I am concerned less about the legal form of a political arrangement than on its moral – even its spiritual – effect. There are certain recurring themes in human nature. They don’t recur in exactly the same form every time; we never step into the same river twice. But in a system such as ours, where free speech remains, we can certainly examine ourselves as we wade in that water again.

That was what I was attempting to do. Fatalism – a sense that this is simply the way it must be – is at work here. I don’t expect the storm-troopers to march in tomorrow. As I say in the essay, we are tyrannizing ourselves.

In a variety of ways, we are lulling ourselves into complacency. We comfort ourselves that we are not as bad as somebody else. No, we’re not as bad as Soviet Russia or Nazi Germany. This is much the same argument used by social Right-wingers to justify the kinder, gentler, softer Christian Taliban rule they would impose on us. They're not as bad as those awful Islamists, so what are we crying about?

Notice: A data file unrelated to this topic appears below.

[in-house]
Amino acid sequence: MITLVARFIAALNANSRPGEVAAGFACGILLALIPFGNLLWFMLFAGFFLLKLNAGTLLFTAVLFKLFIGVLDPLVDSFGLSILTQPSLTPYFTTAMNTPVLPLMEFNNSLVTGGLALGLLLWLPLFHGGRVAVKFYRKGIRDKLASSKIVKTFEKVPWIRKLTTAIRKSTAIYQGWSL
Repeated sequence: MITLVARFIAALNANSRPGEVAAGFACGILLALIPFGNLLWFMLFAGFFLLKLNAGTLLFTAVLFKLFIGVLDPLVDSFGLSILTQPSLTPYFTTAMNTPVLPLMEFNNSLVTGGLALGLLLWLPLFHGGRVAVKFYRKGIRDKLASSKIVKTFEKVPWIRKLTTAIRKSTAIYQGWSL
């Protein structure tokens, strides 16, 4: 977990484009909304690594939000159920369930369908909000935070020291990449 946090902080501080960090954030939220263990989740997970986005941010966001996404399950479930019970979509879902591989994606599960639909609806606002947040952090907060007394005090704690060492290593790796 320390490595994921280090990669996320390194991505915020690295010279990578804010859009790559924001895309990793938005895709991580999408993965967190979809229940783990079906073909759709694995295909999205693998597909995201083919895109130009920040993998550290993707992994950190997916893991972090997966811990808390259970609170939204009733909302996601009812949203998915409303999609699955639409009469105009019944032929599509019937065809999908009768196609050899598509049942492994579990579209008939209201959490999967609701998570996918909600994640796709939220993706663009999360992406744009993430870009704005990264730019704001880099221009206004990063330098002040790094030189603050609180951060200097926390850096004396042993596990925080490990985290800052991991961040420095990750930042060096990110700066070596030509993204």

I simply don’t believe we became a great nation by remaining content not to be quite as bad as other people. That’s allowing them to set our standards, instead of setting them ourselves. I’d like us to return to the aspiration that we can be better.

Jon Harrison

Good response. I can't really take issue with anything except your first sentence: "Nowhere in my essay do I state that our system is politically a form of totalitarianism." Let me ask you to re-read your second paragraph (particularly the first three sentences), and then re-read the second to last sentence of my comment, with particular attention to my use of the word "suggest". If you were not suggesting that our system is a form of (or in some way resembles) totalitarianism, then you were being most unclear. If you had no intention of comparing our system to totalitarianism, then the word totalitarian ought not to have been used -- unless, of course, you were seeking simply to titillate your readers.